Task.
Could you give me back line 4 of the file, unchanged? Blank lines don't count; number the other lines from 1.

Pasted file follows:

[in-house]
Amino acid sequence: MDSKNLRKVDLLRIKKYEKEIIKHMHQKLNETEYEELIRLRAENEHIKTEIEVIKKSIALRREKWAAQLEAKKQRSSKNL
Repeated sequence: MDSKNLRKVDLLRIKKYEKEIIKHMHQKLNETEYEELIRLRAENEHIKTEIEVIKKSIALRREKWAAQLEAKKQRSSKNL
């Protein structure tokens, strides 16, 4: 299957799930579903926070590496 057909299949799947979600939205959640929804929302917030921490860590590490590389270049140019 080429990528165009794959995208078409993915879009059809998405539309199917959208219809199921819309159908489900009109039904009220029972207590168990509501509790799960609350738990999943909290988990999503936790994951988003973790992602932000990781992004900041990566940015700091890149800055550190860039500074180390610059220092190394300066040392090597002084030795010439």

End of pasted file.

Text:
């Protein structure tokens, strides 16, 4: 299957799930579903926070590496 057909299949799947979600939205959640929804929302917030921490860590590490590389270049140019 080429990528165009794959995208078409993915879009059809998405539309199917959208219809199921819309159908489900009109039904009220029972207590168990509501509790799960609350738990999943909290988990999503936790994951988003973790992602932000990781992004900041990566940015700091890149800055550190860039500074180390610059220092190394300066040392090597002084030795010439």